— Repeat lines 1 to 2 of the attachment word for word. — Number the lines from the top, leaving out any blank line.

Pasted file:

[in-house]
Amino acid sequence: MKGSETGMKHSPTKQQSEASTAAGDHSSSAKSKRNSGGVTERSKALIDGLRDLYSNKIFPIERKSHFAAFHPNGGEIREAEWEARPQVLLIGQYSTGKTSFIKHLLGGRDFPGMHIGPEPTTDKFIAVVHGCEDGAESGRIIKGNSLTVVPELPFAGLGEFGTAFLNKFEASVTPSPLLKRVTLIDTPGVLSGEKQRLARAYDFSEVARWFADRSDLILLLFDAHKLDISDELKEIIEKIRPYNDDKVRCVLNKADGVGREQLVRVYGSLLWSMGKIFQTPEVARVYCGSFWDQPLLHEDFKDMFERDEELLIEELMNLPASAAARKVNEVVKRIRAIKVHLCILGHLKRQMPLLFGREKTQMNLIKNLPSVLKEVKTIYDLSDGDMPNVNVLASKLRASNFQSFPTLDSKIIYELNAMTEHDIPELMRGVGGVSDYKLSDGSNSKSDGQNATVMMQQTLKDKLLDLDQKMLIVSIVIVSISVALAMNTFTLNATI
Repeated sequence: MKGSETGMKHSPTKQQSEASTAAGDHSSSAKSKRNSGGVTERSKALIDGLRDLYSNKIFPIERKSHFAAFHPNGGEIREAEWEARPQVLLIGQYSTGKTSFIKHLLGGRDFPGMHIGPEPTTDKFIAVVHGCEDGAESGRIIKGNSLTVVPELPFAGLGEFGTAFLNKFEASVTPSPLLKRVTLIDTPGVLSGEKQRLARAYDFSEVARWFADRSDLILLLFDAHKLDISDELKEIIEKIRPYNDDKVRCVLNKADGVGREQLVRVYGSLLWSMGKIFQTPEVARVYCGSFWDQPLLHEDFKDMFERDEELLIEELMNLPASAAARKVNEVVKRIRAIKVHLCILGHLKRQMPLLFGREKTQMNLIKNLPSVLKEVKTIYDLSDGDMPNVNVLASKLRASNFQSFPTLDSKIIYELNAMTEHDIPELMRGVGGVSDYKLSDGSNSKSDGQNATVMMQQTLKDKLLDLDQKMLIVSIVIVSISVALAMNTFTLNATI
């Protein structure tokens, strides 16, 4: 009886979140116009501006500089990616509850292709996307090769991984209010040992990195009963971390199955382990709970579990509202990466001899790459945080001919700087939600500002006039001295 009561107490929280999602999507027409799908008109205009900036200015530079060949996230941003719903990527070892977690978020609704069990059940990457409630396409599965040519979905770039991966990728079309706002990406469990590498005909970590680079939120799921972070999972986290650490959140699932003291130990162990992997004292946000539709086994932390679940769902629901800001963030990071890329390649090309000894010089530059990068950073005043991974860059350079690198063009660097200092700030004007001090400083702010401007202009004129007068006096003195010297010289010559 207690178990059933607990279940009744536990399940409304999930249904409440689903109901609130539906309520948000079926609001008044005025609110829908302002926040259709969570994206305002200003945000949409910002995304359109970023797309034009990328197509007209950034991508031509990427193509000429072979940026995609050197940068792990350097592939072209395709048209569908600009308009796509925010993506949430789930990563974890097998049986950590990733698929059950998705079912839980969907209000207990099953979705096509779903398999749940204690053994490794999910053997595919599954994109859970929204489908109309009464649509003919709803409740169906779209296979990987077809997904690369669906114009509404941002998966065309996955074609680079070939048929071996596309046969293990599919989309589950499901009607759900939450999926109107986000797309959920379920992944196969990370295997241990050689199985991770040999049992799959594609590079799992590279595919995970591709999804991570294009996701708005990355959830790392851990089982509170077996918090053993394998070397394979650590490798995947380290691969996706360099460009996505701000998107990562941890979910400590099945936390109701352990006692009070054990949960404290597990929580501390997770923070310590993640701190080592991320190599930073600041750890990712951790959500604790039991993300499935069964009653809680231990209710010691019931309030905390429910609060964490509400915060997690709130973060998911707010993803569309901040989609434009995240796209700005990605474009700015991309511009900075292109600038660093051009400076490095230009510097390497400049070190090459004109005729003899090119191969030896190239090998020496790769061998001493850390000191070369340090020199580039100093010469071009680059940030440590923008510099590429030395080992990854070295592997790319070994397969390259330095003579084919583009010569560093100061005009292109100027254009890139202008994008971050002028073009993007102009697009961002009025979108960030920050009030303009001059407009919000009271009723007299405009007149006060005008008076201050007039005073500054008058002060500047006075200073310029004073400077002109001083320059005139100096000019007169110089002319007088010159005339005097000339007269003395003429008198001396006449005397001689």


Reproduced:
[in-house]
Amino acid sequence: MKGSETGMKHSPTKQQSEASTAAGDHSSSAKSKRNSGGVTERSKALIDGLRDLYSNKIFPIERKSHFAAFHPNGGEIREAEWEARPQVLLIGQYSTGKTSFIKHLLGGRDFPGMHIGPEPTTDKFIAVVHGCEDGAESGRIIKGNSLTVVPELPFAGLGEFGTAFLNKFEASVTPSPLLKRVTLIDTPGVLSGEKQRLARAYDFSEVARWFADRSDLILLLFDAHKLDISDELKEIIEKIRPYNDDKVRCVLNKADGVGREQLVRVYGSLLWSMGKIFQTPEVARVYCGSFWDQPLLHEDFKDMFERDEELLIEELMNLPASAAARKVNEVVKRIRAIKVHLCILGHLKRQMPLLFGREKTQMNLIKNLPSVLKEVKTIYDLSDGDMPNVNVLASKLRASNFQSFPTLDSKIIYELNAMTEHDIPELMRGVGGVSDYKLSDGSNSKSDGQNATVMMQQTLKDKLLDLDQKMLIVSIVIVSISVALAMNTFTLNATI